“Are we a Christian band?” Cooper repeats the question. “Well, yes, but not in a classic sense.  We sing songs outside of Christian issues.

“We sing about love, about life. And because of that, we’re hard to define. But, yes, we are a Christian band.”

Skillet‘s summer tour lineup is about as diverse as the band itself: They’ll play secular events like SummerFest in Milwaukee and MusikFest in Philly, but in between they’ll hit Christian cornerstone events like Creation East and SoulFest.

Cooper is amazed at how God has opened doors to open for some of the world’s heaviest bands — where many will get pelted with beer bottles — yet they continue to “proclaim Jesus.”

The reaction from the secular music world has borderline shocked Cooper. Many have asked for prayer after shows; some have event accepted Christ, eventually changing lifestyles and even removed swear words from their lyrics.

Skillet has been very serious about not just playing our music and saying no to alcohol and drugs, but we’re very serious about proclaiming Jesus from the stage,” Cooper said. “It’s definitely leading to fruit.”

A personal highlight for Cooper has been playing at the Franklin Graham “Rock the River” events the past several years.

“There’s nothing really comparable,” he said about playing the BGEA outreach events. “I was shocked when they asked us. But I love it and I’m proud to be a part of it.”

His voice pauses for a second, as he recounts standing on stage after his set is over, supporting Franklin Graham, who gives thousands an invitation to surrender their lives to the Lord.

“To see those young kids with Skillet shirts on raise their hands and give their lives to Christ,” Cooper said, “there’s nothing like it.”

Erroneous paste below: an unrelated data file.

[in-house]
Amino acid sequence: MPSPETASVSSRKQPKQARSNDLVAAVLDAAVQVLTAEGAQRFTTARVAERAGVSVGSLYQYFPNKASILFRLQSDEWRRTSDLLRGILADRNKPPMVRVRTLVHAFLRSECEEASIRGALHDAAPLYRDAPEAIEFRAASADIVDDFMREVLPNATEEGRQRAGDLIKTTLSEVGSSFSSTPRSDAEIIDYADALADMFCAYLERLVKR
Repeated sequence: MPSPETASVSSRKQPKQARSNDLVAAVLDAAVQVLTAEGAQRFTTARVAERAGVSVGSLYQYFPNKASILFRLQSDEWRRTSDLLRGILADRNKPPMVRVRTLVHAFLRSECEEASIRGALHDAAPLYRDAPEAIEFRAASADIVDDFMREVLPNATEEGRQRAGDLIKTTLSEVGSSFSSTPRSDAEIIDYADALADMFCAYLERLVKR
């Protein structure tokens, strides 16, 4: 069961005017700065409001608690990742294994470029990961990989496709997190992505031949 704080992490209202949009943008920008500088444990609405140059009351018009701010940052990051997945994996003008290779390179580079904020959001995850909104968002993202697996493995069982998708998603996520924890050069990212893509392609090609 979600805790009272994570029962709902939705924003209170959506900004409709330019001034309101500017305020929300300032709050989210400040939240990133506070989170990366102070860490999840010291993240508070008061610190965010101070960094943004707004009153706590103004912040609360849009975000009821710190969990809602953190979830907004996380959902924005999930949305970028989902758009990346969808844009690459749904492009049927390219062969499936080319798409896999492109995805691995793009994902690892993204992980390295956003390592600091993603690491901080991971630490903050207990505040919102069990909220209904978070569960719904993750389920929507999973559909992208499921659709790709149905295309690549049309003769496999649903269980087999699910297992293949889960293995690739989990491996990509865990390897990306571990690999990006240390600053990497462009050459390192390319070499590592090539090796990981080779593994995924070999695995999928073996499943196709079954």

Reaching the ‘Unreachables’

Officially, Skillet is comprised mainly of John Cooper, his wife Korey (guitar, keyboard), Jen Ledger (drums) and Seth Morrison (guitar).

But name recognition isn’t what this band is about.

Skillet is on a mission to reach the lost — “the unreachables of the world.”

“It has been thrilling because I love evangelism,” Cooper said. “I think Skillet has begun to write songs we can all relate to, not just Christian people.

“I kind of look at it the way Jesus wrote the parables. I’ve been a Christian since I was 5, and still when I read Jesus’ words I sometimes wonder why He wasn’t more clear about what he was talking about. Sometimes you have to dig in and watch it rise.”

And “Rise” happens to be the title of Skillet‘s ninth album which dropped on June 25. It’s their first full-length “concept” album.

“It’s basically about your typical American teenager coming into adulthood and being faced with how terrible the world is,” Cooper said. “The gigantic world problems — school shootings and bombings and flooding and depression.”

One of the early tracks, “Sick of It,” is the lead single, but as the album progresses, songs like “Salvation” and “My Religion” and “What I Believe” complete the Gospel message.

“‘My Religion’ is kind of boiling down what your faith is,” said Cooper, who wrote 72 songs for the 12-song album. “Your faith in Christ is not about dressing nice and smelling nice, the pews and the stained glass at church.

“It’s about a relationship with Christ.”